Production of recyclable plastic a step closer

Production of recyclable plastic a step closer
The star-formed polymers swap bonds. Credit: Eindhoven University of Technology

A recently discovered group of recyclable plastics seems to be a promising alternative to the hard plastic that is difficult to recycle. However, we are not yet seeing these so-called vitrimers used in products because they are difficult to process. Researchers at Eindhoven University of Technology discovered that the processability of this new form of plastics is influenced not only by the temperature but also by the density. Such insights should lead, among other things, to recyclable dashboards for the automotive industry. These results were published yesterday in the journal PNAS.

Plastic is known to be difficult to recycle and therefore very environmentally unfriendly. However, this mainly concerns the so-called hard plastics, or thermosets, such as billiard balls or the dashboard in your car. Another group of plastics, thermoplastics, which the industry uses to make foil, coffee cups or toys, is very easy to recycle but unfortunately also a lot less strong. In 2011, a new group of plastics was developed, the so-called vitrimers, which are as strong as hard plastics and are recyclable. In 2015, the discoverer of the material was proclaimed European Inventor by the European Patent Office (EPO).

Mysterious Material

No matter how promising, vitrimeric polymers are still a long way from commercial application. To get to this stage, manufacturers need to know how to give the material the desired properties so that it can be used in products. Scientists, however, are still largely in the dark about how exactly the material works.

TU/e physicist Liesbeth Janssen, Ph.D. student Simone Ciarella and BSc student Rutger Biezemans are now presenting a computer model that shows how temperature and density affect the vitrimeric polymers. Janssen: "Now that we have a better understanding of the physical composition of the material, we hope to produce real recyclable plastics for the industry in a follow-up project."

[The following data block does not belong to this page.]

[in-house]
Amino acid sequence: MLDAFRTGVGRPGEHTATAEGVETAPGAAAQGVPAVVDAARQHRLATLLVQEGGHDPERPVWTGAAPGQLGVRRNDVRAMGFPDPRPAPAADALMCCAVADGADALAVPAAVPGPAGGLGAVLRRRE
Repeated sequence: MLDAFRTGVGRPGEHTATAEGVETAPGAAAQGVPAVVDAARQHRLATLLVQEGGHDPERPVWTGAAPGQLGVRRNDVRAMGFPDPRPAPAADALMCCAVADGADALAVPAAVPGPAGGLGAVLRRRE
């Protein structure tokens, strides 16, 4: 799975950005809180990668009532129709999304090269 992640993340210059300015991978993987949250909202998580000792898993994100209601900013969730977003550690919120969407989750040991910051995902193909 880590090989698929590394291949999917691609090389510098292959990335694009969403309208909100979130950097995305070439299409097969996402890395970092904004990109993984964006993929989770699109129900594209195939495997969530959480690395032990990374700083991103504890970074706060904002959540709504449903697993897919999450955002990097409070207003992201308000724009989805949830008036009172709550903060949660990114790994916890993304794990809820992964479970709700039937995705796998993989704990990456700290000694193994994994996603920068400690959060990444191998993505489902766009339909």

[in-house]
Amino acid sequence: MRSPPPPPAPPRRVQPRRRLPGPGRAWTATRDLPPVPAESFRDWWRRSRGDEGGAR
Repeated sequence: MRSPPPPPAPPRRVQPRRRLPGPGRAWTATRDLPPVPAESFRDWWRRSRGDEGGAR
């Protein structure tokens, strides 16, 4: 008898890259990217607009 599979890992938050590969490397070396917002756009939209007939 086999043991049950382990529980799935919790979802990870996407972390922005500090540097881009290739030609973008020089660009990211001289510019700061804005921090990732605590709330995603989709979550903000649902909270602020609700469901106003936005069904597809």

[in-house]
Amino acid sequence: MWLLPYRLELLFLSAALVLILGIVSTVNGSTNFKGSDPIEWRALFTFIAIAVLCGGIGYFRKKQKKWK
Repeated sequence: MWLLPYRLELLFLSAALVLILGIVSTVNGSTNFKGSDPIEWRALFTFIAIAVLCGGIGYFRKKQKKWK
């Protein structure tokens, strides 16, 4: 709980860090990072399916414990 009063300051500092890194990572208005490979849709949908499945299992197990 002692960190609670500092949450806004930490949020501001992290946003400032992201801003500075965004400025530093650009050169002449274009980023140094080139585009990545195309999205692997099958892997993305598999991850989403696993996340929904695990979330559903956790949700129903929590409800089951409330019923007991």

Fragility Determines Recyclability

Their model shows that the fragility of the vitrimers is decisive for their processability in the factory. Ciarella: "Fragility is the rate at which a material changes from a solid to a liquid (melting) and vice versa (solidifying). The lower the fragility value, the easier the plastic is to process and thus the better the material can be recycled."

In addition to understanding and predicting what kind of influence this fragility has, Liesbeth Janssen and her colleagues were even able to tune the fragility of the . It appears that the fragility can be changed by adjusting the density of the material. In this way, in the future the manufacturer will be able to set exactly the desired behavior.

Opening And Closing Connections

To explain the effect, we need to zoom in on the physical properties of all three types of plastics. Plastics consist of very long strands, also called polymers. Thermosets are so strong because of the many connections between these strands. And that immediately explains the poor recyclability. Heating causes these connections to irreversibly break. Thermoplastics have no connections, and are therefore easily deformed by increasing the temperature. But that also makes them less strong.

Ciarella: "The interesting thing about vitrimeric polymers is that they do have a lot of connections, but when heated these connections can switch between different strands. At room temperature, these vitrimers therefore behave as strongly as thermosets. But when heated, they behave like easily deformable thermoplastics, so when melted these plastics retain their quality."

More information: Simone Ciarella et al. Understanding, predicting, and tuning the fragility of vitrimeric polymers, Proceedings of the National Academy of Sciences (2019). DOI: 10.1073/pnas.1912571116

Citation: Production of recyclable plastic a step closer (2019, November 29) retrieved 8 December 2023 from
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